Sussex Police have been criticised after hooding and shackling an 11 year old child with a mental health condition. It’s truly barbaric behaviour. Their response is to say:
Temporary deputy chief constable Robin Smith said: “We take our responsibility for any use of force very seriously particularly when it involves young people or those who are vulnerable.
“We welcome the IPCC’s scrutiny and during its investigation the force has adopted many schemes to support vulnerable people and those with mental illness, learning disabilities and substance misuse issues.”
He added: “As a direct result of the investigation into this case, personal safety and first aid training, which all officers have to undertake, has been updated. This means officers have learned communication skills to help them be more effective when helping people with mental illness. In addition all officers have refreshed their knowledge in the use of spit guards.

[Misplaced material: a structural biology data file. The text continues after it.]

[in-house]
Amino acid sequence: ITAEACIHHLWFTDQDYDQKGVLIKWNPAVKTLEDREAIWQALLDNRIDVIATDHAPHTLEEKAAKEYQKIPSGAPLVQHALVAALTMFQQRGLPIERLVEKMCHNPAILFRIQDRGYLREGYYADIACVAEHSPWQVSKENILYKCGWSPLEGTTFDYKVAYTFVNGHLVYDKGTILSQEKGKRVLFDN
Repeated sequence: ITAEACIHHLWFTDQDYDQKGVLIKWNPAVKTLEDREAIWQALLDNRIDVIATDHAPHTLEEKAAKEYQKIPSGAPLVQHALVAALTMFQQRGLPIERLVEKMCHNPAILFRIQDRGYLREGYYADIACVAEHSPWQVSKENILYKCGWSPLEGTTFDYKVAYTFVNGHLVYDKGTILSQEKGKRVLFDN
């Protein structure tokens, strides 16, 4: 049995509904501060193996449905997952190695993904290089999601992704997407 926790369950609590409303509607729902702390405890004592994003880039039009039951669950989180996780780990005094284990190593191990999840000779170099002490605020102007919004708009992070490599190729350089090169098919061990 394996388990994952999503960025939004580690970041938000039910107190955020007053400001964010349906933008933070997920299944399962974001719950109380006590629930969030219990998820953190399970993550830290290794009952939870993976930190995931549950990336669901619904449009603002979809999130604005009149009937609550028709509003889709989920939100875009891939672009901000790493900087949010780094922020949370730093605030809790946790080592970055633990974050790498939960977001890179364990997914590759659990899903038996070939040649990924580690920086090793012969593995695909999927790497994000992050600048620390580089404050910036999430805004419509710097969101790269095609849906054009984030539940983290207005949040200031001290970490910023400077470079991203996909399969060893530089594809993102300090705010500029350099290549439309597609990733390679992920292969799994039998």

“As a chief officer I have a duty to protect officers and the public when we are called on for help, whether the threat comes from a child or someone who is unwell. This is very often the case and it was on several occasions that the girl’s mother called for our help. The application of any type of restraint is considered only when the level of resistance causes concern for the safety of the detained person, the officer and other members of the public.”
Now, I know it’s hard to apologise, and that Sussex Police are busy with more serious things. So I thought I’d help out. Here’s how you apologise, Sussex Police:
We’re sorry. What we did was wrong, and we promise not to do it again. We apologise to the child, to her family, and to everyone else. We let a child down, and we let ourselves down.
I hate the non-apologies of people in power.
I’m releasing this under CC BY-ND 4.0 so Sussex Police can use it.